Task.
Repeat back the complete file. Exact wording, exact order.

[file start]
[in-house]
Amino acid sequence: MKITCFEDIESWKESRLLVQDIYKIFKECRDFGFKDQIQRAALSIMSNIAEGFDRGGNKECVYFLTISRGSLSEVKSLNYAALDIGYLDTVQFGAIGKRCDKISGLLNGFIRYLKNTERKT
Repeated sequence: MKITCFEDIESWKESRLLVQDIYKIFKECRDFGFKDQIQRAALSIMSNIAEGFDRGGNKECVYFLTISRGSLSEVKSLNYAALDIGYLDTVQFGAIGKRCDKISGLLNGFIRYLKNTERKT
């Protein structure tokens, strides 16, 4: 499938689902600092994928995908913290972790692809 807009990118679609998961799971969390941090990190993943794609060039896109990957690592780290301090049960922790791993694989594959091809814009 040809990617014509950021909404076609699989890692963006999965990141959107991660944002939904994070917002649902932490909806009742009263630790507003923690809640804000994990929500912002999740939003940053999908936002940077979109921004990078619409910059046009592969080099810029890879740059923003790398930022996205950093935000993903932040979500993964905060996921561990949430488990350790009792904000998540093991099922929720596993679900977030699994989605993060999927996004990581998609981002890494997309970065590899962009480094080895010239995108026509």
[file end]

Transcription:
[in-house]
Amino acid sequence: MKITCFEDIESWKESRLLVQDIYKIFKECRDFGFKDQIQRAALSIMSNIAEGFDRGGNKECVYFLTISRGSLSEVKSLNYAALDIGYLDTVQFGAIGKRCDKISGLLNGFIRYLKNTERKT
Repeated sequence: MKITCFEDIESWKESRLLVQDIYKIFKECRDFGFKDQIQRAALSIMSNIAEGFDRGGNKECVYFLTISRGSLSEVKSLNYAALDIGYLDTVQFGAIGKRCDKISGLLNGFIRYLKNTERKT
């Protein structure tokens, strides 16, 4: 499938689902600092994928995908913290972790692809 807009990118679609998961799971969390941090990190993943794609060039896109990957690592780290301090049960922790791993694989594959091809814009 040809990617014509950021909404076609699989890692963006999965990141959107991660944002939904994070917002649902932490909806009742009263630790507003923690809640804000994990929500912002999740939003940053999908936002940077979109921004990078619409910059046009592969080099810029890879740059923003790398930022996205950093935000993903932040979500993964905060996921561990949430488990350790009792904000998540093991099922929720596993679900977030699994989605993060999927996004990581998609981002890494997309970065590899962009480094080895010239995108026509």